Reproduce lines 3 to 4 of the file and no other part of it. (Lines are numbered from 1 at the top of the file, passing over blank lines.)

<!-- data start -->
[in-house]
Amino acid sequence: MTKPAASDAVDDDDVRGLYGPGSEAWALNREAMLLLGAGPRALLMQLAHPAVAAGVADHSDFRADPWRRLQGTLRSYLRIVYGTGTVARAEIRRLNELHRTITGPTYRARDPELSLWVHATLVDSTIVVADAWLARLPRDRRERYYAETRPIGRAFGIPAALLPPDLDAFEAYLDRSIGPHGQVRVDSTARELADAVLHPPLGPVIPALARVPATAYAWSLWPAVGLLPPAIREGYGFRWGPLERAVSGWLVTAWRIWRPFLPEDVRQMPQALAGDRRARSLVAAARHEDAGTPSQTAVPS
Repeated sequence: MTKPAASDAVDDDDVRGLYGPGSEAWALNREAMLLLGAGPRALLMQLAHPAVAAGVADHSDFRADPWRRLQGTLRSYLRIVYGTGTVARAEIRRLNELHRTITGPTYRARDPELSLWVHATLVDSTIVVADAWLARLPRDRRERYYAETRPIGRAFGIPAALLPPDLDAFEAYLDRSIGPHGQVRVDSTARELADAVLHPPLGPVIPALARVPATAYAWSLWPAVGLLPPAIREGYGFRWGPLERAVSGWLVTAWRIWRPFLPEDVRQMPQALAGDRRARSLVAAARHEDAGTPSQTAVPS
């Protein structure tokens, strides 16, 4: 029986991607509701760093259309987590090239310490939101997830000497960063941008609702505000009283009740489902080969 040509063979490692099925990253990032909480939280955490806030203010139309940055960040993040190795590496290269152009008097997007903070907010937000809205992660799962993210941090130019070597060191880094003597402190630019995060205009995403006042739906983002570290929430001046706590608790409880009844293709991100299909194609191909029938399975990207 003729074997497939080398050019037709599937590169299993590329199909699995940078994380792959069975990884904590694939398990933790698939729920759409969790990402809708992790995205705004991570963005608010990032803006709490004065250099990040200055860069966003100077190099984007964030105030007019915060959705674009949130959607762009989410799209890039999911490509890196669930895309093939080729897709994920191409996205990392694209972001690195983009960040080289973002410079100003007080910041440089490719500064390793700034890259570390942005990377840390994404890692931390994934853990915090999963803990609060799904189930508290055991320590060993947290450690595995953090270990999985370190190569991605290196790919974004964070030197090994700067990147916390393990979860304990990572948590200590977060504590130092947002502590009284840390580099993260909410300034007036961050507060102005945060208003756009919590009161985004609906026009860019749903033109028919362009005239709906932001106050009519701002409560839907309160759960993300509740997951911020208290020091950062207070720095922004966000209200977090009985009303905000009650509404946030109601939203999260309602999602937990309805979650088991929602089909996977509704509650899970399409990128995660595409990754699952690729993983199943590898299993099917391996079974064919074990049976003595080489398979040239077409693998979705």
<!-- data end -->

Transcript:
Repeated sequence: MTKPAASDAVDDDDVRGLYGPGSEAWALNREAMLLLGAGPRALLMQLAHPAVAAGVADHSDFRADPWRRLQGTLRSYLRIVYGTGTVARAEIRRLNELHRTITGPTYRARDPELSLWVHATLVDSTIVVADAWLARLPRDRRERYYAETRPIGRAFGIPAALLPPDLDAFEAYLDRSIGPHGQVRVDSTARELADAVLHPPLGPVIPALARVPATAYAWSLWPAVGLLPPAIREGYGFRWGPLERAVSGWLVTAWRIWRPFLPEDVRQMPQALAGDRRARSLVAAARHEDAGTPSQTAVPS
């Protein structure tokens, strides 16, 4: 029986991607509701760093259309987590090239310490939101997830000497960063941008609702505000009283009740489902080969 040509063979490692099925990253990032909480939280955490806030203010139309940055960040993040190795590496290269152009008097997007903070907010937000809205992660799962993210941090130019070597060191880094003597402190630019995060205009995403006042739906983002570290929430001046706590608790409880009844293709991100299909194609191909029938399975990207 003729074997497939080398050019037709599937590169299993590329199909699995940078994380792959069975990884904590694939398990933790698939729920759409969790990402809708992790995205705004991570963005608010990032803006709490004065250099990040200055860069966003100077190099984007964030105030007019915060959705674009949130959607762009989410799209890039999911490509890196669930895309093939080729897709994920191409996205990392694209972001690195983009960040080289973002410079100003007080910041440089490719500064390793700034890259570390942005990377840390994404890692931390994934853990915090999963803990609060799904189930508290055991320590060993947290450690595995953090270990999985370190190569991605290196790919974004964070030197090994700067990147916390393990979860304990990572948590200590977060504590130092947002502590009284840390580099993260909410300034007036961050507060102005945060208003756009919590009161985004609906026009860019749903033109028919362009005239709906932001106050009519701002409560839907309160759960993300509740997951911020208290020091950062207070720095922004966000209200977090009985009303905000009650509404946030109601939203999260309602999602937990309805979650088991929602089909996977509704509650899970399409990128995660595409990754699952690729993983199943590898299993099917391996079974064919074990049976003595080489398979040239077409693998979705």